IRELAND: CAB UNABLE TO ACCESS €52 MILLION IN DRUGS PROFITS AS BITCOIN CODES LOST
On 21 February, the Irish Examiner reported that the Criminal Assets Bureau (CAB) is not yet able to access the €52 million in Bitcoin seized as part of a recent drugs investigation as the codes to access the cryptocurrency are missing. A freezing order has been obtained in respect of the funds, in what is believed to be the largest single-value asset ever seized by CAB. It is believed that the codes were hidden in fishing rods which were thrown away after the house of the owner of the Bitcoins was cleared out during his time in prison.
UK: PLANS FOR MAJOR EXPANSION OF DORMANT ASSETS SCHEME
On 21 February, the Department for Digital, Culture, Media & Sport issued a news release proposing that the dormant assets scheme could be expanded to include a range of financial assets – expanding the scheme from dormant bank and building society accounts to also cover insurance, investment and wealth management, and securities products. The news release says that, since its launch in 2011, 30 firms – including all major high street banks – have voluntarily transferred dormant funds into the scheme, and so far over £600 million has been redistributed to good causes.
PROPOSED IRS RULES FOR DIGITAL AND CLOUD TRANSACTIONS
On 21 February, Snell & Willmer published an article saying that the Internal Revenue Service (IRS) has finally issued regulations addressing the tax treatment of cloud transactions. It says that, until now, there was no guidance specifically addressing the tax treatment of cloud computing transactions, and as a result, taxpayers were forced to rely upon analogous authorities, not knowing with any certainty whether they were complying with applicable law. The article then goes on to explain the new rules.
US “BEATS” SWITZERLAND AS A PERCEIVED GLOBAL HAVEN FOR MONEY LAUNDERING AND TAX EVASION
An article from Ballard & Spahr on 21 February reported that the US has overtaken Switzerland as a financial secrecy haven, according to the latest rankings in the Financial Secrecy Index 2020, published by the Tax Justice Network – though the Cayman Islands has first place, with the US and Switzerland 2nd and 3rd. The article goes on to examine the Index and how it was compiled.
CERTAIN US EXPORTS TO RUSSIA AND YEMEN WILL BE TOUGHENED UNDER A NEW RULE
Sandler Travis Rosenberg in an article dated 24 February reported that, effective from 24 February, a new Bureau of Industry and Security final rule is the first step in a larger effort to restructure and realign country groups for export controls. The article explains what the changes mean.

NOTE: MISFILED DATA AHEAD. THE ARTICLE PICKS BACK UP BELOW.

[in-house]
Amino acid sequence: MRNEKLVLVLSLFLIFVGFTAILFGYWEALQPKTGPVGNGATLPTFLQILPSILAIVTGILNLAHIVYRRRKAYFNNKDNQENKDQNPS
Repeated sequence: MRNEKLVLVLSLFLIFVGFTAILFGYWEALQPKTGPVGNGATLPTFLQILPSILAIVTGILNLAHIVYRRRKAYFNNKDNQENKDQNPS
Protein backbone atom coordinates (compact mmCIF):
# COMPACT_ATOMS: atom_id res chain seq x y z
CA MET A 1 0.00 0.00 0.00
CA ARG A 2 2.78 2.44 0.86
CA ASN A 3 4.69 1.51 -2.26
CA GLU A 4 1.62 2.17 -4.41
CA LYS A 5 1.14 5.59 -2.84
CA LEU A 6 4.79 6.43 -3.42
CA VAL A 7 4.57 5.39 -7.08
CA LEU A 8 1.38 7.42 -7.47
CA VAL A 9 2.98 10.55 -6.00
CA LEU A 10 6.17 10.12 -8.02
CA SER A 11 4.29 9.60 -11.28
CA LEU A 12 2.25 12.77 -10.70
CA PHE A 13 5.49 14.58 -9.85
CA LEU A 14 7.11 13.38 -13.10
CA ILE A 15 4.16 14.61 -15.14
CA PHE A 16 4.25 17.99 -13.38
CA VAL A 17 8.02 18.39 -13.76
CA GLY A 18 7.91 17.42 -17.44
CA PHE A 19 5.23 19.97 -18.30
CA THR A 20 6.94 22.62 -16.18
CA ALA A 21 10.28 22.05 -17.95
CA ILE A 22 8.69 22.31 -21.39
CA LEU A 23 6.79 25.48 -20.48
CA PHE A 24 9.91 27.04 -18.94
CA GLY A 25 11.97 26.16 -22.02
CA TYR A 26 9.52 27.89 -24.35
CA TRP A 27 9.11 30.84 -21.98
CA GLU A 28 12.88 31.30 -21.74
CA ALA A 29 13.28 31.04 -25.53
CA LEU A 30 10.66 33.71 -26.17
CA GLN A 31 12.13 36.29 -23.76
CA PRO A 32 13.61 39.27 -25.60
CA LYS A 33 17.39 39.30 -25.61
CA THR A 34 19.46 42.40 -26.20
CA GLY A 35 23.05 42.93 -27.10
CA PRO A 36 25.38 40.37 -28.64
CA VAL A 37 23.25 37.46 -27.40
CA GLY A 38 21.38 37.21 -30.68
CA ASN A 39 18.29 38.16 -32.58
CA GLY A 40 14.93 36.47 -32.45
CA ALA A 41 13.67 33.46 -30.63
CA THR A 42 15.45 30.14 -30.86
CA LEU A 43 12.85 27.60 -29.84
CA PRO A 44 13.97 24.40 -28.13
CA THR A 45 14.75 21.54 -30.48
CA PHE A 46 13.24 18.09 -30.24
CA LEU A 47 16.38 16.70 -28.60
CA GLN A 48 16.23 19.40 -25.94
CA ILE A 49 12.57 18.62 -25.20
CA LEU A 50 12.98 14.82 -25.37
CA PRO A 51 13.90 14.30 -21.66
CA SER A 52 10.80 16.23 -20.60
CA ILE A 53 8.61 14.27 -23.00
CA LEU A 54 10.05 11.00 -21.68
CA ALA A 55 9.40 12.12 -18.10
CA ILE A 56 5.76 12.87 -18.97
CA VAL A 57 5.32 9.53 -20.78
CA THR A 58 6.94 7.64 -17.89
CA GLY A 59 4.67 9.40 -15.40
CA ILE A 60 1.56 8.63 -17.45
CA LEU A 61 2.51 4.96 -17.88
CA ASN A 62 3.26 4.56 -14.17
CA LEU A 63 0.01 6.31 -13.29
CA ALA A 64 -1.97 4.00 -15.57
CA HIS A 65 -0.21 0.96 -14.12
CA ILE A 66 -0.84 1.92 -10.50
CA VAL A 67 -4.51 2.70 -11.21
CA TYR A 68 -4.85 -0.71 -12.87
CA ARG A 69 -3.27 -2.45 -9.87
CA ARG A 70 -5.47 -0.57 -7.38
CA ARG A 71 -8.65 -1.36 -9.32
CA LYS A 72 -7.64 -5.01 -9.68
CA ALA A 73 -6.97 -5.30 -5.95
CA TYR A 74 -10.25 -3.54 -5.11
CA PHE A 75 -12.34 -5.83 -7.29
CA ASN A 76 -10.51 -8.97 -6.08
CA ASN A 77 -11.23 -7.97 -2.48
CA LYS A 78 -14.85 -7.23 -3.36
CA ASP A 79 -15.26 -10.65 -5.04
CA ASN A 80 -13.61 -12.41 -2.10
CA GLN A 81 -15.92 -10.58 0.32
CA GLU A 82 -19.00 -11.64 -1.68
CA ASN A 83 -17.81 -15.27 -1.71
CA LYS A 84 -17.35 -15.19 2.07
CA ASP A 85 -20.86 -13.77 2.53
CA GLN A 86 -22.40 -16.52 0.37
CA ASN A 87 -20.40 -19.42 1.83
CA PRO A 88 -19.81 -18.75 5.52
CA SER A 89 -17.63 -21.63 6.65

FORCE MAJEURE: SHIPPING COMPANIES FACING POTENTIAL PROBLEMS FROM CLIENTS AND SUPPLIERS
On 21 February, Lloyds Loading List reported that, with production and logistics operations across China gradually resuming, supply chain managers across industries like automotive, machinery, and chemicals may soon face a new risk dimension pertaining to the coronavirus: suppliers or buyers invoking force majeure to defend decisions – saying that the China Council for the Promotion of International Trade (CCPIT) has already issued force majeure certificates to 1,615 companies. It explains that these certificates shield companies from legal and financial damages arising from not performing or only partially performing contractual duties, such as delivering, transporting, or taking cargo, by proving that they are experiencing circumstances beyond their control.
AIRBNB EXPANDS US ANTI-HUMAN TRAFFICKING PARTNERSHIP WITH US NGO POLARIS
On 21 February, Illicit Trade reported that Airbnb has stepped up efforts to prevent rental properties being used by human traffickers by expanding its partnership with US anti-trafficking charity Polaris. In 2018, it was announced that Airbnb would work with Polaris to stop its properties being used as “pop-up brothels”, and train members of its staff on how to spot the signs of modern slavery and human trafficking. Now, having been faced with repeated criticism for failing to tackle human trafficking, Airbnb has announced that the partnership between the organisations will be strengthened as they endeavour to eradicate trafficking crimes across the world. Under the arrangement, Airbnb and Polaris offer enhanced training to Airbnb employees, property owners and guests, which will be provided both physically and online.
DENMARK: AUTHORITIES ARREST 27 FOR COCAINE SMUGGLING NEAR GEDSER AND SEIZE 5 TONNES OF DRUGS
On 21 February, the Hellenic Shipping News reported that the drugs were hidden in a shipping container containing a consignment of flowers headed for the Netherlands. It was the largest ever seizure of illegal drugs in the country’s history.